Davao City

Davao City opens up for Kadayawan to give economy a booster shot

Grace Cantal-Albasin
Davao City opens up for Kadayawan to give economy a booster shot

TALENT. A pageant contestant perform during a talent competition at Bantawan Amphitheater in Magsaysay Park, Davao City. on August 6.

Kadayawan sa Davao Facebook page

Davao City logs 974 active COVID-19 cases in 14 days, but the majority of the infected are either asymptomatic or have mild symptoms

BUKIDNON, Philippines – After two years of celebrating the Kadayawan Festival online because of the pandemic, Davao City has opened it in public spaces to give the local economy a boost despite increasing cases of COVID-19 infections. 

Dr. Michelle Schlosser, the spokesperson of Davao’s COVID-19 Task Force, said local health authorities logged 974 active COVID-19 cases in 14 days, but the majority of the infected were either asymptomatic or had mild symptoms.

She said only 13 of the 974 people who contracted the virus were considered moderate to critical cases. 

Davao City also saw two COVID-related deaths during the period.

“Despite the numbers we have right now, Davao City is still generally classified as low risk. We’re not yet seeing a surge,” Schlosser told the Davao City Disaster Radio on Wednesday, August 10. 

Authorities, however, placed three urban villages – Barangays 13-B, 16-B, and 34-D – under the high-risk category while 21 others were classified as moderate-risk areas. 

Schlosser said Davao would proceed with the Kadayawan Festival which would culminate on August 20 and August 21.

OPENING. Davao Mayor Sebastian Duterte (center) joins a group during the opening of Kadayawan Village that showcases the traditions and cultures of 11 tribes at Magsaysay Park on August 6, 2022. (Kadayawan sa Davao Facebook page)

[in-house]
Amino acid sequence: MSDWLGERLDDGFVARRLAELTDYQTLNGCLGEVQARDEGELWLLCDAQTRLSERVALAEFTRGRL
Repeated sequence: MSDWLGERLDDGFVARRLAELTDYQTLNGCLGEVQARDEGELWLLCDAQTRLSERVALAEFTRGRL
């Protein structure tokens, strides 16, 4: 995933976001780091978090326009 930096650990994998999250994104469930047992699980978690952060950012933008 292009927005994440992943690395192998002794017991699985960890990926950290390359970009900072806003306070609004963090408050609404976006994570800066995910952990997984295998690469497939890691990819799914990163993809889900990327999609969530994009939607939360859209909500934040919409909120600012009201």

Davao officials expect more crowding and mass gatherings in the days leading to the culmination of the two-day festival.

“We beg everyone, including visitors, to observe minimum public health standards,” said Schlosser, adding that the most basic is the wearing of face masks, frequent hand sanitation, and COVID-19 vaccination.

Local officials worry about more COVID-19 infections as a result of merrymaking, and the start of face-to-face classes in public schools on August 22, a day after the Kadayawan.

Private schools in Davao already started hybrid face-to-face and online classes on August 8. Outside one of Davao’s universities that day, students queued along the streets as they entered the campus. 

City hall estimated that at least 50,000 people already took part in a series of festival events that started with the opening of the Kadayawan Village at Magsaysay Park on August 6. The Kadayawan Village showcases the traditions and cultures of 11 ethnolinguistic groups in Davao.

Officials expect more crowding during three other major events: 

  • Hiyas ng Kadayawan pageant of representatives of the 11 ethnolinguistic groups on August 17
  • Indak-indak Street Dancing Competition on August 20
  • Pamulak Floral Float Parade on August 21

Davao City Mayor Sebastian “Baste” Duterte said during his Davao City Disaster Radio program that this year’s Kadayawan is relatively tame compared to the festivities during pre-COVID-19 times.

“Many are still afraid to go out as the pandemic is still here. However, I am encouraging people to go out, especially if you’ve been vaccinated, provided that you keep your masks on and your hands sanitized,” said Duterte.  

He said the decision to hold face-to-face festival activities was based on Davao’s experience during the last election period.

There was no surge in COVID-19 infections in the city during the elections, he said. 

“We’re capable, anyway, of handling the situation should another COVID outbreak happen. We’ve already established protocols,” Duterte said. – Rappler.com

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